TERNEUZEN, Netherlands — Five people were slightly injured when a Viking River Cruises ship collided with a petroleum tanker in the North Sea near the Netherlands, according to the Zeeland Safety Region. A crew member of the cruise ship was taken to the hospital for evaluation, according to investigators.
The Viking Idun collided with the ship around midnight local time near the port Terneuzen in the Netherlands, which is located in the province of Zeeland.
Both ships were damaged, but the damage was above the water line, so neither ship was in danger of sinking, according to tweets from the safety region.
A Colorado woman posted photos and videos of the damaged ship on Facebook. According to her post, they were on the Tulips and Windmills cruise, which starts and ends in Amsterdam.
The tanker was loaded with petroleum and was on its way to Antwerp, Belgium. No one on that ship was hurt, the Zeeland Safety Agency said.
The ships were escorted to the port and were expected to be inspected in the morning to determine whether they would be able to continue their journeys.
The Idun is a 442-foot long river cruise ship, according to boat tracking website MarineTraffic. It's more of a riverboat than a massive luxury cruise liner. The Idun takes passengers down European rivers. There were only 171 passengers and 44 crew members on board.
According to MarineTraffic, the tanker the Idun collided with, the Chemical Marketer, was en route from Turkey to Antwerp. The Chemical Marketer weighs over 18 million pounds and is 440 feet long.
Viking Cruises gave 9NEWS a statement at 1:30 p.m. acknowledging the crash. According to the statement, no guests were injured. The Zeeland Safety Region statement that five people were hurt on the Idun did not specify if those people were crew or passengers.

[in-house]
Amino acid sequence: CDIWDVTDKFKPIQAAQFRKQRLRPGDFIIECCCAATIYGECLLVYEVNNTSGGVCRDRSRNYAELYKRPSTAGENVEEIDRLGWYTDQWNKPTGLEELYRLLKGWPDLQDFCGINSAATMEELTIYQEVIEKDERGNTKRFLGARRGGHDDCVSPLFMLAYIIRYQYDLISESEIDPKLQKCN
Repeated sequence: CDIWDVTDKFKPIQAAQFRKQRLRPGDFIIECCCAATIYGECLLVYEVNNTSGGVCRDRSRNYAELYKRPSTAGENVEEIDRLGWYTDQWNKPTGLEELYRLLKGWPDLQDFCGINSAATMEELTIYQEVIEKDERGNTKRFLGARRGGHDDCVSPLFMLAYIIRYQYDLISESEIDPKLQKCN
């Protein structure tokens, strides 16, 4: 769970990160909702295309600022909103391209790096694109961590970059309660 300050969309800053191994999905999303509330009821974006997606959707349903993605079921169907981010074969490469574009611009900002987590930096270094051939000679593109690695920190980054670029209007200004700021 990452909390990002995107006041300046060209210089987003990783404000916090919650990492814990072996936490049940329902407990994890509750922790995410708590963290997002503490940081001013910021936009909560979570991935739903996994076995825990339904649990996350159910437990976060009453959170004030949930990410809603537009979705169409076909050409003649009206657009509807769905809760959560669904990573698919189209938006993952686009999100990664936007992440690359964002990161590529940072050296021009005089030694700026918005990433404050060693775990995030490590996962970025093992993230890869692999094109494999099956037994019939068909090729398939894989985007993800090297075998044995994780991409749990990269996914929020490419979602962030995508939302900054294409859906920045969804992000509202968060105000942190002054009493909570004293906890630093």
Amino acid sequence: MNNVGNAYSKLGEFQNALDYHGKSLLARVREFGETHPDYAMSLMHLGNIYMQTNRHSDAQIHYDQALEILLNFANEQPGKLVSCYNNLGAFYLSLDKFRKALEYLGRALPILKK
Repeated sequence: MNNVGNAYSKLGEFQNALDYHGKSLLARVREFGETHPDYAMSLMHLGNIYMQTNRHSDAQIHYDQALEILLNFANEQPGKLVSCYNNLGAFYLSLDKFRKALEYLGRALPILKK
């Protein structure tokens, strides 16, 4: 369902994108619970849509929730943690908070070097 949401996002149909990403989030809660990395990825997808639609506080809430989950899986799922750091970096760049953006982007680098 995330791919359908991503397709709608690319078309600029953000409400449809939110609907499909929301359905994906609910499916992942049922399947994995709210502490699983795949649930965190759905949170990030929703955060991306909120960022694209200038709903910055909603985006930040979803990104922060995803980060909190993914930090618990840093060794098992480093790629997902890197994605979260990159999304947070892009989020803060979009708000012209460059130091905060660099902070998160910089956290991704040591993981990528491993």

The Idun was on its way to Ghent from Antwerp - a journey of about 40 miles.
"The [Idun] sustained some damage near the bow and is currently docked in Terneuzen with all guests," the statement reads. "While damage of the ship is being assessed, guests will continue with a modified version of the itinerary."
The company said they hope to have the ship ready for re-launch April 4.
Late last month, a Viking Sky cruise ship had engine trouble off the western coast of Norway. Afraid of dashing up on the rocks, it anchored amid heavy seas and high winds and evacuated the more than 1,300 people on board.
Steve and Shelly Eitel of Roxborough Park were two of the more than a hundred people rescued from that ship.
"We went flying on our couches and chairs to the other side of the deck," Shelly Eitel said. "I mean we lost our food obviously, but everything was going everywhere."
SUGGESTED VIDEOS | Local stories from 9NEWS